Sometimes, Mr. Krishnan jokes that the only useful thing he does nowadays with his fingers is to shake the hands of self-important senior executives of the corporation he works for. But if you were to get to know him better, he’ll tell you their real, their most satisfying role. Rice is his weakness. Large platefuls of white, steaming, boiled rice. Add to this a small river of sambar curry, surround it with two or three spicy vegetable preparations and a spot of dynamite mango pickle and you’d find Mr. Krishnan’s fingers move with a hunger of their own. The millions of times his fingers have delivered one tasty mouthful after another to his lips are the guilty parties, as his wife insists, behind Mr. Krishnan’s trouser-waist measurement being a good thirty-six inches. 

Every morning as he slips on his socks, he notices the deep scar on his left foot, at the tip of his big toe. When his little son had asked him about it one morning, this is the story he had revealed. In January comes Makar Sankranthi, the Indian festival of kites. It is the heady peak of the kite-flying season and if you are a boy of ten, you proudly show off the little cutmarks on your fingers from pulling on a countless ground-glass sharpened kite strings. He and his friends had operated in shifts during a typical kite-flying afternoon. Half of them would be on the building terrace, slicing away at rival kites in the sky. The other half would be posted on the road below, ready to catch the victims of these aerial battles and bring back the fallen kites as stolen or retrieved treasures. It was now the turn of his and three other boys to scoot around the neighbourhood, intercepting the lazy descent of a cut kite as it disappeared and reappeared between open sky, tree canopies and buildings. He thought of himself as the champion kite-collector and this afternoon, he intended to prove it again. “Look, run, get that, the red kite, run, RUN!” His friends were screaming from the terrace, “We cut one, the red one, RUN!” and they pointed in the direction of the falling kite. Even before the other boys moved, the champion (him, that is) had been off, sprinting towards what his mind calculated would be the landing area of the red kite. Over boundary walls, over open gutters, ducking past pedestrians, glancing up at the blue sky, watching that red kite float onwards but closer. Silhouetted tree-tops had flashed by overhead as he sped past, the sound of his panting and running filling his ears. He had turned a corner and there was that kite, bobbing about twenty feet off the ground, trailing behind a long tail of string. It was the string his fingers wanted. He was charging down that final stretch when he had felt his universe explode in pain. He had bashed his toe against a stupid outgrowing tree-root. Later on, after bandaging his badly cut toe, the doctor had asked him, “So did you all get that kite?” “Of course.” “Good boy!” the doctor had said.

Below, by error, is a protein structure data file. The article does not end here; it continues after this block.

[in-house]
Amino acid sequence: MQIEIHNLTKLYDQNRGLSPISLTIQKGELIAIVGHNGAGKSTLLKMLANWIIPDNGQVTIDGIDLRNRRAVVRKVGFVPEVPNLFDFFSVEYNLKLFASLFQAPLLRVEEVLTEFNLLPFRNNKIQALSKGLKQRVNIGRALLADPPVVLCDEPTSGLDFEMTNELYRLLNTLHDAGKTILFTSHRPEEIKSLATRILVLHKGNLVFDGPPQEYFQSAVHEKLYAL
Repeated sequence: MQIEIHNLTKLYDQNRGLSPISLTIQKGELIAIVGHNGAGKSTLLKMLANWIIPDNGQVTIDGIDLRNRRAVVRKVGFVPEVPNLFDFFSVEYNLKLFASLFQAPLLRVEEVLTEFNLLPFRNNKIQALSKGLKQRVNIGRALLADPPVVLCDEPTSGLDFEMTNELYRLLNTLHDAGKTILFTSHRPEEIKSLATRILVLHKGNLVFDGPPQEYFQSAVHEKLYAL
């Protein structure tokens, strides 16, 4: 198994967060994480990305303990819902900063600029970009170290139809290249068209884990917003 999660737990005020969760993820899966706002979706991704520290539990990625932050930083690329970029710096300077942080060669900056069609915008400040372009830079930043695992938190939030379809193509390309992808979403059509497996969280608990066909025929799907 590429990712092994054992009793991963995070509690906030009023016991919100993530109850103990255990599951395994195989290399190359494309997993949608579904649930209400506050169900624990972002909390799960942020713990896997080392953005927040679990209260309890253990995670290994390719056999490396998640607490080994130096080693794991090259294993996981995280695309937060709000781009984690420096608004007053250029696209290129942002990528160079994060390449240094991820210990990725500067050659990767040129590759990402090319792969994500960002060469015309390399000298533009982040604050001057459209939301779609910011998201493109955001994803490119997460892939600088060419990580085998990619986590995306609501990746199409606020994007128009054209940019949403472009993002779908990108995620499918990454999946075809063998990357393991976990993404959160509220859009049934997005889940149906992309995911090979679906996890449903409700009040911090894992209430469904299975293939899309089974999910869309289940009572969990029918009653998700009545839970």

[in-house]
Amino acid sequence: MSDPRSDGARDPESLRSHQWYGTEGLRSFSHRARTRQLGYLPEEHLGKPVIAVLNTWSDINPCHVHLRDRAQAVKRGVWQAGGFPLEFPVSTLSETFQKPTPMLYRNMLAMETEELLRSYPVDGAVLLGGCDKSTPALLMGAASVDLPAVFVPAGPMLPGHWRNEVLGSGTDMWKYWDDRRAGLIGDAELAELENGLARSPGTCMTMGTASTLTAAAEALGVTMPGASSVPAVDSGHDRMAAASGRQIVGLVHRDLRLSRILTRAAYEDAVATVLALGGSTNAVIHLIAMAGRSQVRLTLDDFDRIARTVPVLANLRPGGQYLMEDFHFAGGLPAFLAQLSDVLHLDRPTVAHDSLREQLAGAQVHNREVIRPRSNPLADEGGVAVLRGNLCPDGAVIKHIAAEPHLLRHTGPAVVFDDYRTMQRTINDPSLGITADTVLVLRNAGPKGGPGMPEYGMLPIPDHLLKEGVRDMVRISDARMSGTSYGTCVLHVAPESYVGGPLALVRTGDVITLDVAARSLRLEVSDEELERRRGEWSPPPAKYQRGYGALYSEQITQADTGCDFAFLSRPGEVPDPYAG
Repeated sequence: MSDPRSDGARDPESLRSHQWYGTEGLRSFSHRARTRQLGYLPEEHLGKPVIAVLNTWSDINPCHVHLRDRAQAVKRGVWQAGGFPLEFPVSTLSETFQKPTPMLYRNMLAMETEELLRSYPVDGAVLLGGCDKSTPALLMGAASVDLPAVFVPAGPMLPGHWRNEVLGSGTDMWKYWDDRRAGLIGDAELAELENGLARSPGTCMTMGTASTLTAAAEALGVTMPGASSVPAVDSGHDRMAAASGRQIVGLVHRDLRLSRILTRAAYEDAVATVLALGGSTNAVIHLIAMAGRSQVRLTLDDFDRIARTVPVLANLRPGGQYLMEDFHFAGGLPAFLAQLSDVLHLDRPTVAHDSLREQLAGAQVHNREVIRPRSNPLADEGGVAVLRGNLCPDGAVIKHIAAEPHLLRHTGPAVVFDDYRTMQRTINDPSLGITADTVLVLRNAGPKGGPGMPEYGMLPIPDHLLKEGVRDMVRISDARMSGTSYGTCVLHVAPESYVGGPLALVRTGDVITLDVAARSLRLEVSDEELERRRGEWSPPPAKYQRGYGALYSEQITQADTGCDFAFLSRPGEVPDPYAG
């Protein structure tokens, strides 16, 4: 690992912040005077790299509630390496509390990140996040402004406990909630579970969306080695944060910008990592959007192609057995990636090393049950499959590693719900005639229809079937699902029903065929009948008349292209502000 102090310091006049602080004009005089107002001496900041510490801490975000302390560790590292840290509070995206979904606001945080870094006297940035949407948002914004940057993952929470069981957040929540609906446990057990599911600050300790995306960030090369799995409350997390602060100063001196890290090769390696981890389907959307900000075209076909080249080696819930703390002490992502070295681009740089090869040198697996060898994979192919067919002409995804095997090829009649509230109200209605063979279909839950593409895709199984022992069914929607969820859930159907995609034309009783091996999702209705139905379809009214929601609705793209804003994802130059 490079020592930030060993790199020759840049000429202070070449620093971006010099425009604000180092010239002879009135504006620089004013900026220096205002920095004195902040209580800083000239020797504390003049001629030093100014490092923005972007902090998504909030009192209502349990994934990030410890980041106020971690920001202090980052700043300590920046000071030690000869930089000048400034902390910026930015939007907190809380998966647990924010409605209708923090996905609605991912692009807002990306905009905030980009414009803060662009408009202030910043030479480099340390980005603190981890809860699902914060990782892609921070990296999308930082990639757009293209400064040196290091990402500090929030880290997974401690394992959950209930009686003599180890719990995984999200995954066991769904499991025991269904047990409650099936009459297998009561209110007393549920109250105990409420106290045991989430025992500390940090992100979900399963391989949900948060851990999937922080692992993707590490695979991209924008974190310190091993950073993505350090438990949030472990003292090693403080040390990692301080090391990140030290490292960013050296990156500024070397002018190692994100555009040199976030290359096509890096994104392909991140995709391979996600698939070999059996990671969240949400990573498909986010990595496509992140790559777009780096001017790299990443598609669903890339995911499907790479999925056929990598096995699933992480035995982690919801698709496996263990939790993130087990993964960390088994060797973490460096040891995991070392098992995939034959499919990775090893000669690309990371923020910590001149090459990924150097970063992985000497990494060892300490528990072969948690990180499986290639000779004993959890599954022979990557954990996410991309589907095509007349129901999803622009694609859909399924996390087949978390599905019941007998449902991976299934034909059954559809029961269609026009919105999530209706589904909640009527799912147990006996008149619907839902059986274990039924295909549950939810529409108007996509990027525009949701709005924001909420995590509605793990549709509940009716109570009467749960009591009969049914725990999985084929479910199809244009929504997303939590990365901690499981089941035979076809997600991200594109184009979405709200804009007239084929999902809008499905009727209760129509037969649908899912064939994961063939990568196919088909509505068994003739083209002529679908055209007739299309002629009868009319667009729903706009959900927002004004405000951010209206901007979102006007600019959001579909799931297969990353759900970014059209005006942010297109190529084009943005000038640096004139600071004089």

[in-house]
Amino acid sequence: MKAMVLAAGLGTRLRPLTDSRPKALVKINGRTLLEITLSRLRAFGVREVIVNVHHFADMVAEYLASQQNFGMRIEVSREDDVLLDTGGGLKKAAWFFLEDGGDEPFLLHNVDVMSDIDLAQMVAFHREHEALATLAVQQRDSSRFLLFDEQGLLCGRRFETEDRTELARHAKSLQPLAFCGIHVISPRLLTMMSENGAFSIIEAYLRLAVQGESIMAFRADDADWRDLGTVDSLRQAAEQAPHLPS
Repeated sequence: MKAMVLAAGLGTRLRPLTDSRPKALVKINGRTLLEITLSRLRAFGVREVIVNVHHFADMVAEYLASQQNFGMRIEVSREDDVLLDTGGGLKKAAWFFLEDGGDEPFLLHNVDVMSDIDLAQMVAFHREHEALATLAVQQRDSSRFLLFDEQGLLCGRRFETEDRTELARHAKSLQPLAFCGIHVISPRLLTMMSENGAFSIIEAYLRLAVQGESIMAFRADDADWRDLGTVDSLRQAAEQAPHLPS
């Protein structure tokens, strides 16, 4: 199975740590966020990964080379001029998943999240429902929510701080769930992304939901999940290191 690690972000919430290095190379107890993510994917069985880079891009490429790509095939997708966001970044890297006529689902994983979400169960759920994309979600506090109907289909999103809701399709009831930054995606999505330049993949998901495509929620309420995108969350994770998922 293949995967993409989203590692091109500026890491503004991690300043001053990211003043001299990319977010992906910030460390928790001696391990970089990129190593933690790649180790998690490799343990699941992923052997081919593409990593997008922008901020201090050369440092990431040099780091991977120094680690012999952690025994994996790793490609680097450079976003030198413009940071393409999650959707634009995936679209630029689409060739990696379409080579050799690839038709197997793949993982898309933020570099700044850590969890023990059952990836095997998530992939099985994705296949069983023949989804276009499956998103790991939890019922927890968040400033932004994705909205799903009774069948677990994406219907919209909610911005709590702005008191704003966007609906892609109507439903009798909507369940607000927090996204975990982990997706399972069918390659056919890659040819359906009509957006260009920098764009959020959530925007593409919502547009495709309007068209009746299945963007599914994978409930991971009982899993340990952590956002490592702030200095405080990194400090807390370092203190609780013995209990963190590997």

Though his stomach has had its weak moments, Mr. Krishnan counts it as a trustworthy ally in his many business trips around India. As an earnest traveler, he has never been the one to protect his system from all but the sterile, overpriced hotel cuisine. In fact, he had gotten to really know the local culture and moods mostly through the hundreds upon hundreds of street-side delicacies that most Indian cities lay claim to as their own. This is why Mr. Krishnan felt so let down on a recent business conference in Rome. He didn’t know what or who to blame later on; the airline food, the hotel breakfast, the bland, cheese-rich Italian cooking or simply bad luck but he had spent a large part of two days staring at tiles in his hotel-room toilet, wondering whether this was indeed as the Romans did.